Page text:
Conquering Normal

Posted by Kristin Beale in Life After Paralysis on July 11, 2022 # Lifestyle

Kristin GuptaNormalization, or the phenomena of regarding behaviors and ideas that fall outside social norms as “normal,” is crucial to how we move about the world. Think about it: if we didn’t normalize, every new stimulus would be fresh and unfamiliar. Slapping a “normal” label on difficult or dreaded events can allow you to more easily step over their stress or strain and move along.

Bad things are more common and more useful to normalize but doing the same for the good parts of your life is also beneficial; if you normalize and automate the good things, you’ll get on track toward your contentment. Better yet, you’ll do those good things without having to think so much about them.

This past week, I’ve had fun thinking of some things I’ve normalized into my routine: brushing my teeth after dinner to prevent late-night snacking, riding my handcycle 2-4 times per week to keep my body in shape, using my water pick every night before bed, and eating protein at every meal. I’ll even admit some of the bad ones: searching the pantry for dessert after dinner, whether I’m hungry or not; replacing a good night’s sleep with a large cup of coffee; and, my favorite, getting Chick Fil A for dinner every Wednesday night.

I don’t feel one bit of shame about that last one, but I guess it could be called a “bad habit.” But it’s a bad habit I’m not at all willing to break.

Normalization leads to formed habits and, we know, habits can be tricky to break. So, why not form some good ones? “Good” and “bad” are so subjective, but there are a few undeniables:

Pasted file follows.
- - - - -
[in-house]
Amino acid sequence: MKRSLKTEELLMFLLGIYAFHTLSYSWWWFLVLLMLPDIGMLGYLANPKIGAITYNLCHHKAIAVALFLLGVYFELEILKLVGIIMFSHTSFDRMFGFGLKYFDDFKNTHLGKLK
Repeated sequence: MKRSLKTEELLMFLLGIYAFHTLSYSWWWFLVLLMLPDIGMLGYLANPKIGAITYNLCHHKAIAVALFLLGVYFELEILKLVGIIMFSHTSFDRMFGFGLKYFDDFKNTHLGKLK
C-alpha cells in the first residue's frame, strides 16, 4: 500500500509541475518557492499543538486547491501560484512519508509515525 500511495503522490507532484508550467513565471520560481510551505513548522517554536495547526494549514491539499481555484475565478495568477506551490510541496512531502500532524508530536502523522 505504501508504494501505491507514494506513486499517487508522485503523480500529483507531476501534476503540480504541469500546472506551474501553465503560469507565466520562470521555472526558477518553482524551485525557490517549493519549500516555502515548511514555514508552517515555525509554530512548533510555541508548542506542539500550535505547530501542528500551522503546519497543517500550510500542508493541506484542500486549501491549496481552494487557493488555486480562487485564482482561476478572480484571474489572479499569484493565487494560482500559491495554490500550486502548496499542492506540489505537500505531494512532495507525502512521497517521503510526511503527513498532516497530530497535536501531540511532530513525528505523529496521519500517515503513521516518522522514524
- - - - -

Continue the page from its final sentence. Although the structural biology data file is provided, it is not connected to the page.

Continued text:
• Slouching
  • Procrastinating
  • Spending too much time on your phone
  • Compromising your sleep
  • Overeating
  • Overcommitting and overworking

Instead of accepting those things as part of who you are, let’s try replacing them with some good:

  • Sitting up way too straight
  • Making a “do” list and knocking out >3 a day
  • Disconnecting with technology from 7-8 pm every night
  • Going to bed early
  • Portion control
  • Saying “no”

While you’re at it, here are some extra credit suggestions to consider:

  • Eat breakfast
  • Read a chapter every day
  • Drink more water
  • Wash your hands
  • Keep your body moving
  • Don’t isolate yourself
  • Floss your teeth

Like most things, normalization can be a positive or negative phenomenon - depending on how you work it. You can get ahead by staying aware of the normalization happening and use it to incorporate some good into your routine. You might consider paying closer attention to your habits, then give some second thought to the way you’re moving around in your everyday.

Is there something that you’re normalizing?

Kristin Beale is a native of Richmond, Virginia. She is the author of two books, Greater Things and A Million Suns, and a comic book, Date Me. Check them out and read an excerpt at Her comics can be found on Instagram @Greater.Things.Comics.

The National Paralysis Resource Center website is supported by the Administration for Community Living (ACL), U.S. Department of Health and Human Services (HHS) as part of a financial assistance award totaling $8,700,000 with 100 percent funding by ACL/HHS. The contents are those of the author(s) and do not necessarily represent the official views of, nor an endorsement, by ACL/HHS, or the U.S. Government.